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Film review: Hard Rain

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Under its original name ("The Flood"), "Hard Rain" was scheduled to open in theaters during the summer. But the film's release was delayed until 1998 so the studio could avoid going toe-to-toe with 1997's summer slate of disaster thrillers, including "Dante's Peak" and "Volcano."

More's the pity, because this movie actually fits in quite nicely with the others as prime examples of good casts making bad films — or serving as a great lesson for a What Not To Do In Screenwriting 101 class.

Not to say that this soggy thriller is predictable, but anyone who's seen either the movie trailer or TV ads will be able to tell where this one's going within minutes — as well as predict all of the major "twists and turns" the movie makes. In fact, if audience members are paying attention, they should also be able to figure out what the characters are going to say before they say it.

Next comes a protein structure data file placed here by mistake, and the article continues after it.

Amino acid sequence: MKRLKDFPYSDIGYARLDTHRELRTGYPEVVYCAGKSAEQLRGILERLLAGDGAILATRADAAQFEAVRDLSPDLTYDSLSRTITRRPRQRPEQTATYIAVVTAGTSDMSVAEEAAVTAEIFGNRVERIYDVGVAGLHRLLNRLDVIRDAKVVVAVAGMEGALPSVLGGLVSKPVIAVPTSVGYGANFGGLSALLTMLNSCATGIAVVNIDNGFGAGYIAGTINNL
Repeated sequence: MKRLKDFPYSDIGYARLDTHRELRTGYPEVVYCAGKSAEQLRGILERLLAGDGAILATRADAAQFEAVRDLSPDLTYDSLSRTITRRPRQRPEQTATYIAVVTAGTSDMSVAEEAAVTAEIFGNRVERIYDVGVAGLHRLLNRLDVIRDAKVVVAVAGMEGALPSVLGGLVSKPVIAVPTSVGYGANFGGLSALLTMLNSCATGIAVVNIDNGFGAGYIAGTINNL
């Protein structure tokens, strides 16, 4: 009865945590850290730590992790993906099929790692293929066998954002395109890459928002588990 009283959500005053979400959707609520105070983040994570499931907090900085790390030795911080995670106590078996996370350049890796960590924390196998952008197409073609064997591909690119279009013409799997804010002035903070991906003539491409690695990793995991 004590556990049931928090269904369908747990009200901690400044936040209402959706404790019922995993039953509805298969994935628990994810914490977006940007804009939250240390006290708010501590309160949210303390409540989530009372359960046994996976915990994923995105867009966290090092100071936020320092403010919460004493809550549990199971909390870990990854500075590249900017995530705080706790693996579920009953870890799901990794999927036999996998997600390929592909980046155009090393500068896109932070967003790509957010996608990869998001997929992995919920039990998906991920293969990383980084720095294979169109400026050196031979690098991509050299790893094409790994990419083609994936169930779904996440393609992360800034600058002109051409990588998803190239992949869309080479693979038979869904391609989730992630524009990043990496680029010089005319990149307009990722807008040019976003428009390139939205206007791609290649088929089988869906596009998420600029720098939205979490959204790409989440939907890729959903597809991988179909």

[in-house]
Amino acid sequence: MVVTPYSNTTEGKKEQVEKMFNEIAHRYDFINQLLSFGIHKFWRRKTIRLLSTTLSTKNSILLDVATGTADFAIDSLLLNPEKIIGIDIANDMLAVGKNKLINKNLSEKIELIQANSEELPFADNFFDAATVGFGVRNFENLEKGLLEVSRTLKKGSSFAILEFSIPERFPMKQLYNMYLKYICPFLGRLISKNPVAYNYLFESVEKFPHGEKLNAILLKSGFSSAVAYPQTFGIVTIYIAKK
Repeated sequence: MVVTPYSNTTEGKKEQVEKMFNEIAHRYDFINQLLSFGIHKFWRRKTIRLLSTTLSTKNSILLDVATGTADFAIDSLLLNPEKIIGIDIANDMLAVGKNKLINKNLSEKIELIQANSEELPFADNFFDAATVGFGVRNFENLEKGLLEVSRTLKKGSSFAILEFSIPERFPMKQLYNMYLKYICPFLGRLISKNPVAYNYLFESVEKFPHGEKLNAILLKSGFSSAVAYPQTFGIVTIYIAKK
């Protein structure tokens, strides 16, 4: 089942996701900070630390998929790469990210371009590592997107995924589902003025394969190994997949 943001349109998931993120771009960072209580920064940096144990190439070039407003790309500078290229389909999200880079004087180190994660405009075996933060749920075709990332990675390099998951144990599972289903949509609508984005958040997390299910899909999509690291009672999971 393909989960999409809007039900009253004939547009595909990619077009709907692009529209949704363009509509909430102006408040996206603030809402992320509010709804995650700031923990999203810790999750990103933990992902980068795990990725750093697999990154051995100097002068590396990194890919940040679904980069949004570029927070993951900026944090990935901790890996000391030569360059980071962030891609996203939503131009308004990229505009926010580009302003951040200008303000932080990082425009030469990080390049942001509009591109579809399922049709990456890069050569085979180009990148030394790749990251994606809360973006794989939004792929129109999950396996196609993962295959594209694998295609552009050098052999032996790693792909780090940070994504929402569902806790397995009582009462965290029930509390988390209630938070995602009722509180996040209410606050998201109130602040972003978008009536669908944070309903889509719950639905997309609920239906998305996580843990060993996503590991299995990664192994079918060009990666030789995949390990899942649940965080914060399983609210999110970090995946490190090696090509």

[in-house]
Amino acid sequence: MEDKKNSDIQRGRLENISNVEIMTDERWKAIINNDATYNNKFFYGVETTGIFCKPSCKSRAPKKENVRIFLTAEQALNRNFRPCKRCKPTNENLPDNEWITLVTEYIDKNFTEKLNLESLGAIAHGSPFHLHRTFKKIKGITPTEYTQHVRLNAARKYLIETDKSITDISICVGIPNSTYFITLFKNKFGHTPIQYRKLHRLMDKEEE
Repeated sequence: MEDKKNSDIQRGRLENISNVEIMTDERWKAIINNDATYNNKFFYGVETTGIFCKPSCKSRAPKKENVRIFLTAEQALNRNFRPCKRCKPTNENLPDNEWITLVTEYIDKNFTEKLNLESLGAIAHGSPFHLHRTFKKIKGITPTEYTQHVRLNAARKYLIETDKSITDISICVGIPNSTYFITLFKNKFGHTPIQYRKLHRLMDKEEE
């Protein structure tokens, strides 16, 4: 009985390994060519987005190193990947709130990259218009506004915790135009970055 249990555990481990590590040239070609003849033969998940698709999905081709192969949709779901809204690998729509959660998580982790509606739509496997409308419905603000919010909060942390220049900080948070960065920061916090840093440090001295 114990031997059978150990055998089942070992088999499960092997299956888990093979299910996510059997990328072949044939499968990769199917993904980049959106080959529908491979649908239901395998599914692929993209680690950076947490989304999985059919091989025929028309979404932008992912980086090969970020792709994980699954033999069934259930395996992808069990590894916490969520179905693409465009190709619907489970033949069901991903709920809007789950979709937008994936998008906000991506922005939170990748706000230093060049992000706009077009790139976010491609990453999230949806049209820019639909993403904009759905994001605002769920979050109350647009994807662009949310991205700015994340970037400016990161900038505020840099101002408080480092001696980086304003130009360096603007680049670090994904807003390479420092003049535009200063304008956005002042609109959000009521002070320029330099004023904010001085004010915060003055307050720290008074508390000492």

What's particularly irksome about this dud is the presence of terrific character actor Morgan Freeman, who hasn't been in anything decent since 1995's "Outbreak" and anything great since 1994's "The Shawshank Redemption."

He plays Jim, a career thief trying to get his hands on $3 million being transported by two armored car couriers, Tom (Christian Slater) and his uncle Charlie (Ed Asner). And Jim seems to have picked the perfect time to pull off the robbery: While en route to another cash pickup, the armored car is washed off the road by floodwaters from a torrential rainstorm bombarding the Midwest.

However, there are a few hitches in Jim's plan. While holding up the two guards, one of his overzealous partners accidentally kills Charlie. Fearing for his life, Tom swipes the cash and heads off into the chest-deep waters with the crooks in hot pursuit.

On the run, Tom is more hindered than helped by Karen (Minnie Driver), a young woman who clobbers him when he tries to hide out in the church she's refurbishing. And the town's lame duck sheriff (Randy Quaid), already overburdened with trying to evacuate some cantankerous residents (Richard Dysart and Betty White, in odd supporting roles), has his loyalties tested when the young guard reveals where he's stashed the loot.

More ludicrous than the premise are some of the character "developments" that happen along the way. And while a few of the action sequences are spectacular, they look like choreographed stunts (not too surprising, given that director Mikael Solomon is a former cinematographer).

"Hard Rain" is rated R for violence, profanity, gore, some vulgar references and a scene featuring an attempted rape.